Saturday, June 30, 2007

Getting Started

On June 29th 2007 I left my 9 - 5 wage slave programming job to take advantage of an opportunity to go freelance. This blog is intended to chronicle that transition and the challenges and issues that will inevitably come up along the way.

First, a little background. I finished school about 5 years ago and have spent that time doing software development work for a couple different companies. In that time I also got married, had a baby, and bought a house. My wife hasn't had a day job since our son was born and we don't anticipate that changing any time soon. She tends to always be working on some project or another and keeps herself busy, I don't mean to make her out to look like a slacker. Though taking care of a one year old full time is work enough if you ask me. Over the past 6 to 9 months my day job had been becoming more and more of a stressful, draining place to be and I was quickly losing motivation. I was dreading going to work and I didn't feel like I was getting anywhere in an environment where I was pushed to learn and make things better.

I've done some freelance work with my evenings for a company of a friend of mine. There's been work when I want it and have the time, however due to my having a day job (and a wife and son), I wasn't able to dedicate a great deal of time to those projects. The fact that there was enough work to keep me busy full time had come up however I had never really given it the consideration that perhaps it deserved. About a month ago a fairly large project came in and he offered me a chunk of the work if I was interested. The scope and time frame of the project wouldn't be conducive to holding down a day job AND taking on the project. In addition my friend has a fair amount of work both internal to his company and customer facing lined up at this time and more work has and will be coming in. After a fair amount of discussion with him and even more discussion with my wife the decision was made to go ahead and give it a try.

Some of the key factors that have played into this decision are flexibility, incentive, and potential:

- I'm going to be working from home for the time being however with this type of work I have the flexibility to work from pretty much anywhere I can plug a laptop in with a wireless connection. My son recently turned one and I'm really looking forward to having the chance to spend more time at home with him. Granted moving to freelance will probably mean working longer hours but for the most part I can dictate when those hours take place.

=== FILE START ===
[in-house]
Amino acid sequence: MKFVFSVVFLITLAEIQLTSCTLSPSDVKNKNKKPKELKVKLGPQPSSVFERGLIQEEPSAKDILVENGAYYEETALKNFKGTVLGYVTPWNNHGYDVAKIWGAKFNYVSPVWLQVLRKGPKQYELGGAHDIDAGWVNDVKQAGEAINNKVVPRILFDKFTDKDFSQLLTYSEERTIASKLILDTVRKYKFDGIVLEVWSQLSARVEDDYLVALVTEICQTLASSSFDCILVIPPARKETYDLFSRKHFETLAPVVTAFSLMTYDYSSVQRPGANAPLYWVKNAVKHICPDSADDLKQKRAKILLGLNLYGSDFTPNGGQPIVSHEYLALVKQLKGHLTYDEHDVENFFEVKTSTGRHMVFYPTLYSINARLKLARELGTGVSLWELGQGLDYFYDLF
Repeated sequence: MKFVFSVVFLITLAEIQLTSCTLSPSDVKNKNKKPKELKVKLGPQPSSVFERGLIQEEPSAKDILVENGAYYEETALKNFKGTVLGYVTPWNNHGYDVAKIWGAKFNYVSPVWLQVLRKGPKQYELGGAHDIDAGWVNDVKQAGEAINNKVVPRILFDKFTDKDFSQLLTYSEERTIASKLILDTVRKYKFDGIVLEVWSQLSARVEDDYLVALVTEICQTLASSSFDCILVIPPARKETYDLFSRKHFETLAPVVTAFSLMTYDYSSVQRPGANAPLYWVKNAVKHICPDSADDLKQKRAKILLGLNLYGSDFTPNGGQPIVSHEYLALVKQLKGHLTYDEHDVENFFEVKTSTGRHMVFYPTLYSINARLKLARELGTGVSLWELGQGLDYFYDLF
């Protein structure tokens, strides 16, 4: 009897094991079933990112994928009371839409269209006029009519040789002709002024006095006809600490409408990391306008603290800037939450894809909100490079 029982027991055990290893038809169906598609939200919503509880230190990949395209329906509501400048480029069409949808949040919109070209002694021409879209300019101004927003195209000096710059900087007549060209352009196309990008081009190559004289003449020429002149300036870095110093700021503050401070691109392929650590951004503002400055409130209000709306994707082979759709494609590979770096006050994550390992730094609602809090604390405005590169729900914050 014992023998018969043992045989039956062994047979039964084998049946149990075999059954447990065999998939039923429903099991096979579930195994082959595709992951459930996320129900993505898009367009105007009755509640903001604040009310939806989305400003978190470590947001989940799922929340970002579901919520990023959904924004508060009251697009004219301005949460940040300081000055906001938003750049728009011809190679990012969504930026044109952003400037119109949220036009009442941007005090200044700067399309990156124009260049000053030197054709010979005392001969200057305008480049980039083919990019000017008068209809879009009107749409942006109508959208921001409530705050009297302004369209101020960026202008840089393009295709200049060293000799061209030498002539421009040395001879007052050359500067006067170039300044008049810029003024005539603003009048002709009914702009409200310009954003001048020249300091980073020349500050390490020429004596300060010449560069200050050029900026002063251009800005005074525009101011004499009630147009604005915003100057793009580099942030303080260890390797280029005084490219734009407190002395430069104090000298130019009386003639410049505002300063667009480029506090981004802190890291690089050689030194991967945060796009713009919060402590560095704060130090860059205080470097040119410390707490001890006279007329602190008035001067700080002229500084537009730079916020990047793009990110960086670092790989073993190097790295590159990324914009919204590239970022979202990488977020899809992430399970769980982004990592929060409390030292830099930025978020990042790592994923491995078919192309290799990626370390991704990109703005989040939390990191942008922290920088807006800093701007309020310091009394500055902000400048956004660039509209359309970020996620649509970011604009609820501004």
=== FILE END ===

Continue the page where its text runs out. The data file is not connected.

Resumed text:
- Working on the projects I choose means I have additional incentive to take projects and bust my ass when that's called for. This will be a tremendous learning opportunity, if I want to learn a new technology then I do it and it's a marketable skill. I don't need to try to convince a group of managers that moving to some technology will greatly improve performance, lower overhead, or improve employee productivity. Because I'm working on projects (at least for the time being) and will typically be getting paid per project I can work my ass of to make a nice chunk of change in a hurry and then take a couple weeks off to go take a road trip to visit family or travel abroad. That's just not going to happen at a day job where you have a set amount of vacation and if you work extra extra hard for a period of time you might get a bonus (or a company branded clock in the case of my last company) and maybe they'll even give you extra time off but that's not the norm. If you up your output because you're working 60 hours weeks they're going to wonder what happened when you decrease to 40-ish hours a week. Working 60 hours a week just because doesn't sound that good to me.

- The simple action of leaving my day job has created a great deal of potential not only financially but also in regards to life experiences. Now that I'm no longer chained to working on making money for someone else's company I can work on creating my own if I want. The goal of an employer in most cases is not to make you rich and give you the freedom to take time off whenever you want (NOTE: If any of you want to hire me and make me rich while allowing me the freedom to take time off spur of the moment and work odd hours let me know). If you're producing well it's in your employer's best interest to provide you additional incentives to stay with their company but ultimately it's about whatever is in THEIR best interest.

I'm not sure how this will play out but I have high hopes. Stay tuned, we're off to the beach for a week but I'll be getting started July 9th.

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